The competition began with a quick and easy practice round. “Friday. Capital F-R-I-D-A-Y. Friday.” Pause. “That is correct.” Charlie smiled and to boost our pride even more, breezed through several more rounds. “Island. I-S-L-A-N-D.” Island.” Pause. “That is correct.” As he got used to the process, getting up in front of at least one hundred fifty strangers, spelling and sitting back down, I proudly noted that he was fine with standing in front of the crowd, believing that everyone’s attention was on his spelling rather than his different appearance. “Necklace. “N-E-C-K-L-A-C-E.” Pause. “That is correct.” But then came a word that he should have known. “Permanent. P-E-R-M-E-N-E-N-T.” Permanent.” Pause. “That is Incorrect.” We both knew he knew the word. John described it best, when he turned to me later and said, “I guess he cracked under pressure.”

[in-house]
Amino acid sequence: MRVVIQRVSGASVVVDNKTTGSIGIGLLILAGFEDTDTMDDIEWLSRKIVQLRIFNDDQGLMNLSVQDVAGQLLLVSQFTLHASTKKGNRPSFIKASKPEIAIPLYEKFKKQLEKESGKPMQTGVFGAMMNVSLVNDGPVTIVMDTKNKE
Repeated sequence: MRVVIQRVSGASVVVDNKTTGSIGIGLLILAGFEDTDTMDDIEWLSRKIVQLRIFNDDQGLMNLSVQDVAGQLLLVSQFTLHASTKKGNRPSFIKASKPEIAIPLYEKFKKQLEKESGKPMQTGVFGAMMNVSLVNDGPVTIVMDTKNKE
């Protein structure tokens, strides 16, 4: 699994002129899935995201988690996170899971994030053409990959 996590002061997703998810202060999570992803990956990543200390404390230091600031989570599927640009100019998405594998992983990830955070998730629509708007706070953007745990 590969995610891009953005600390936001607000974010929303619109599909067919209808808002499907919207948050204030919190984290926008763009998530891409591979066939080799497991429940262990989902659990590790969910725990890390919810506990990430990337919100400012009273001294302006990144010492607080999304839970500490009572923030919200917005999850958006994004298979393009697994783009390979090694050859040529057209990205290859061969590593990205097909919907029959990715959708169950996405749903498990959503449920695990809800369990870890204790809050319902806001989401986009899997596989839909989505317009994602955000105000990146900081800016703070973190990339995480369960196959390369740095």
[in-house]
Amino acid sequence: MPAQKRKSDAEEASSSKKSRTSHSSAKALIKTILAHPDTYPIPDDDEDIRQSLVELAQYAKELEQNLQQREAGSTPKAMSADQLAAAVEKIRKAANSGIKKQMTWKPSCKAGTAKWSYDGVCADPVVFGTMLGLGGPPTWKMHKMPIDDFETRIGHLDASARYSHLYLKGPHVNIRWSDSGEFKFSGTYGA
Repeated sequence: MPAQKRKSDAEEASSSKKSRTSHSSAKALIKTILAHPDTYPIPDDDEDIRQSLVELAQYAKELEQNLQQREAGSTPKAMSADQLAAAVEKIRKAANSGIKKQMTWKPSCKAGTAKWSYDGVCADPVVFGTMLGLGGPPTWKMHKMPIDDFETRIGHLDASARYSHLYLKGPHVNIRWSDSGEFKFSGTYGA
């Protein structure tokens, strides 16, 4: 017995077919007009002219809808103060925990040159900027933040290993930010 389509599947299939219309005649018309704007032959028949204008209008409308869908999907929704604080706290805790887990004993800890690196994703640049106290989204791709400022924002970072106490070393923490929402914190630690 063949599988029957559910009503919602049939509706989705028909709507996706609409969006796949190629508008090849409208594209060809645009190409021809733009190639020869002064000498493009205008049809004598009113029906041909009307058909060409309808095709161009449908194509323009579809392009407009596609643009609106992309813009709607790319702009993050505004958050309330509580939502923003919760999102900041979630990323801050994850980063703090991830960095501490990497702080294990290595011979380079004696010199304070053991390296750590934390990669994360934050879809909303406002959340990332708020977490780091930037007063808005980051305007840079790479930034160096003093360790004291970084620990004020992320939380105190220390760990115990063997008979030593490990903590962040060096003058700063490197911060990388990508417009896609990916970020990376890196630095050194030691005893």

“You mean like Charlie?” Although neither John nor I was actually there for what transpired last Sunday morning, John was recounting the story told by Charlie’s religious school teacher while we were in a mattress store, lying on a sample. Apparently, the children in his class were told that the following week the school would spend time focusing on Jewish Disability Month. The outburst came from a child in Charlie’s class, but who lives in a neighboring town and the boys don’t know each other well. Although the statement was innocent and the intention was harmless, from the teacher’s description of events, it both alarmed and confused our son. I pressed on the firm, pillow-topped mattress and faced my husband. “How did Charlie respond?” After quickly gaining his composure, he asked to go to the bathroom. Admittedly, my heart sank at the thought of Charlie standing alone by himself in the boys’ bathroom, trying to manage the situation without me there. John continued. “Apparently the teacher addressed the class while he was away. She told them that in fact Charlie can do everything they all could do and more; that although his hands look different, they didn’t hold him back from doing anything. The teacher added that Charlie had a difference, not a disability.” I decided to stand up, no longer feeling the desire to try out another mattress. “Okay, so what happened when Char got back to the class?” John grinned. “Actually, that was the best part. He walked back in, and when his teacher asked if he was okay, Charlie looked at the kid who had spoken and then responded with grace and confidence. “Oh, I’m used to it. It doesn’t really mean anything to me.”